After learning that they would need to wait two hours for the next bus; Zaharon decided to bring Jasamin to the child-friendly space. She was hoping the team would help her cheer up, but unaccustomed the new environment, Jasamin didn’t take well to the new faces.
She eventually decided to come in, still sucking on her blue whistle – maybe a toy from home, or maybe a small gift given to her by an aid worker or volunteers she met on the way – like it was a comforter.
She kept peeking at the door, trying not to lose sight of her mum who was halfway in the tent, halfway out trying not to lose sight of her husband and Mohamed – worried that the family could become separated.
Both mother and daughter finally eased up – Jasamin started to colour and draw, while Zaharon, confident that her daughter was in a safe place, went to take over feeding Mohamed.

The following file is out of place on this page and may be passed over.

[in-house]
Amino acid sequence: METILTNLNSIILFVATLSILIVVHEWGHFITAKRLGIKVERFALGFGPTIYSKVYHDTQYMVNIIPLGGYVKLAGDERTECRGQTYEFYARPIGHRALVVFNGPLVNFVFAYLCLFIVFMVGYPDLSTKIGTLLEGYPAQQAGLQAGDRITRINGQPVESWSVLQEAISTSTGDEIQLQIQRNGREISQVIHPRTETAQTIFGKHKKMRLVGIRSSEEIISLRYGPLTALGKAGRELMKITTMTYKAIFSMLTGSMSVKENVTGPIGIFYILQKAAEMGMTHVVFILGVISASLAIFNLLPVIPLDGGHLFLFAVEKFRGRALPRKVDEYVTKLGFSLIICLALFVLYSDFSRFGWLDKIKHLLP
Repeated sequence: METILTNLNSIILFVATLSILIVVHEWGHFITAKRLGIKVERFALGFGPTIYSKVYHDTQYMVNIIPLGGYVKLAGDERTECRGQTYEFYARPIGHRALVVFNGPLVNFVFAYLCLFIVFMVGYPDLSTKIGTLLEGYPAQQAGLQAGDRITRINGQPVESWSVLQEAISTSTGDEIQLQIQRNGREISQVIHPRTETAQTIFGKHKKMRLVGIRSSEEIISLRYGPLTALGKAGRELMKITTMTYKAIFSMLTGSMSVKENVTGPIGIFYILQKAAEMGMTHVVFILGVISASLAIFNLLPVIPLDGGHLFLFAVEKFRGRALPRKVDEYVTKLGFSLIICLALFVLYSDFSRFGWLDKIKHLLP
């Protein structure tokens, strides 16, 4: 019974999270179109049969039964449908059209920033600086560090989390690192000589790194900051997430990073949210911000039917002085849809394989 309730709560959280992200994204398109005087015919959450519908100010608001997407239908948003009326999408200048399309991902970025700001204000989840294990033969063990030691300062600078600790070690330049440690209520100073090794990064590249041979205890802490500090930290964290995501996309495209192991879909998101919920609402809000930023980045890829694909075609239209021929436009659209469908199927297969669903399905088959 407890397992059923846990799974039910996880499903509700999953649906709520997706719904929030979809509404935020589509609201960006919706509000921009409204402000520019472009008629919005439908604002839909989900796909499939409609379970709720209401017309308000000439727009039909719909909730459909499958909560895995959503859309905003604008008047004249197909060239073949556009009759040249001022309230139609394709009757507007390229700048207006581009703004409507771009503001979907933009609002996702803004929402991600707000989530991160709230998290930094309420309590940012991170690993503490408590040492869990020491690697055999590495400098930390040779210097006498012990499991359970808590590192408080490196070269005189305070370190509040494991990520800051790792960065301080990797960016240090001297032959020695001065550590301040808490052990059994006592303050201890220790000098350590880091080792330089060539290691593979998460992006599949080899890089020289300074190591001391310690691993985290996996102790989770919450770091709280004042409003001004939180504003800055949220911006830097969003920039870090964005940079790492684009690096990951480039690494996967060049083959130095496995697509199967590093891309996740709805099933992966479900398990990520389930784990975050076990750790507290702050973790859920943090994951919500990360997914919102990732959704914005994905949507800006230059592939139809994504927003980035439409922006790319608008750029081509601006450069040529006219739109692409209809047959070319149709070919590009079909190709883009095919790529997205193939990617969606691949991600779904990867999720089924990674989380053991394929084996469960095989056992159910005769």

Soon Jasamin took to the space: She captured the attention of UNICEF colleague Blagoja Angelovski and challenged him to a game of football. She was jumping for joy and did not want to leave.
Her father had to come to the tent several times before he could finally convince her that it was time to go. Eventually, she left with a smile and the ball, to wait with her family for the bus.
In the short time I spent with Jasamin, she reminded me that the refugee and migrant crisis in Europe is a crisis for children. She also reminded me that when it comes to children on the move, even they themselves need to be reminded that they are children first.